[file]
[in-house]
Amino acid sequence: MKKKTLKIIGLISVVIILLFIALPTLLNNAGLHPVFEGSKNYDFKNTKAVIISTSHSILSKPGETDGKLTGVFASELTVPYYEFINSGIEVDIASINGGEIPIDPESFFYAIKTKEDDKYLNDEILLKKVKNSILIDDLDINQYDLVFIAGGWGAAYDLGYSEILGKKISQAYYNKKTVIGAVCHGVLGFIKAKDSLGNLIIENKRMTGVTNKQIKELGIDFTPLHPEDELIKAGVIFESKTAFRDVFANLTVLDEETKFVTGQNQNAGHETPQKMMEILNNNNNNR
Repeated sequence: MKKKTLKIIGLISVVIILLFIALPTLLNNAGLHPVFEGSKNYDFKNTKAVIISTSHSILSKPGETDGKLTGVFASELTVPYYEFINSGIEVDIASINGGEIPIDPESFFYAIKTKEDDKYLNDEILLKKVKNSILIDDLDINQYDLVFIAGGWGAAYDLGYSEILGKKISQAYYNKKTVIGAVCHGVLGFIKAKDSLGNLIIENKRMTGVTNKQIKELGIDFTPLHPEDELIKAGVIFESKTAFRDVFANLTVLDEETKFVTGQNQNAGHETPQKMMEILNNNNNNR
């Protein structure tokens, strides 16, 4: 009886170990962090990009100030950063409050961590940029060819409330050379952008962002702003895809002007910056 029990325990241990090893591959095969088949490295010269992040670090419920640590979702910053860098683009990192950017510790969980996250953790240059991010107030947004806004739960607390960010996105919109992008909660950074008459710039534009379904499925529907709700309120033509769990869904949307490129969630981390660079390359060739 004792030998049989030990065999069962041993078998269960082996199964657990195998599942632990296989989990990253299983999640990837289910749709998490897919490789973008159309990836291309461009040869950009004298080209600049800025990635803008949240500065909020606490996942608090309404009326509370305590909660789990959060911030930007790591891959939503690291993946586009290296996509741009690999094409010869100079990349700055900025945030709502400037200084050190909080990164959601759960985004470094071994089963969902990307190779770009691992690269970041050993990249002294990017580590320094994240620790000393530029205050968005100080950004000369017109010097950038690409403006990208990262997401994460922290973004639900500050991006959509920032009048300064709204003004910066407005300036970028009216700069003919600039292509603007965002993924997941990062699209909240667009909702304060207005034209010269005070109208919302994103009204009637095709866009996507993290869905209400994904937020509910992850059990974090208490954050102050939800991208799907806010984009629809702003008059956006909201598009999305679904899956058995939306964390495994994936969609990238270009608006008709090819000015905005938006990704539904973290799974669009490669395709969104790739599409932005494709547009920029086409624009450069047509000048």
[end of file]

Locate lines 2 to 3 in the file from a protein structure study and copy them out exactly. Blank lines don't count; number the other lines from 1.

Amino acid sequence: MKKKTLKIIGLISVVIILLFIALPTLLNNAGLHPVFEGSKNYDFKNTKAVIISTSHSILSKPGETDGKLTGVFASELTVPYYEFINSGIEVDIASINGGEIPIDPESFFYAIKTKEDDKYLNDEILLKKVKNSILIDDLDINQYDLVFIAGGWGAAYDLGYSEILGKKISQAYYNKKTVIGAVCHGVLGFIKAKDSLGNLIIENKRMTGVTNKQIKELGIDFTPLHPEDELIKAGVIFESKTAFRDVFANLTVLDEETKFVTGQNQNAGHETPQKMMEILNNNNNNR
Repeated sequence: MKKKTLKIIGLISVVIILLFIALPTLLNNAGLHPVFEGSKNYDFKNTKAVIISTSHSILSKPGETDGKLTGVFASELTVPYYEFINSGIEVDIASINGGEIPIDPESFFYAIKTKEDDKYLNDEILLKKVKNSILIDDLDINQYDLVFIAGGWGAAYDLGYSEILGKKISQAYYNKKTVIGAVCHGVLGFIKAKDSLGNLIIENKRMTGVTNKQIKELGIDFTPLHPEDELIKAGVIFESKTAFRDVFANLTVLDEETKFVTGQNQNAGHETPQKMMEILNNNNNNR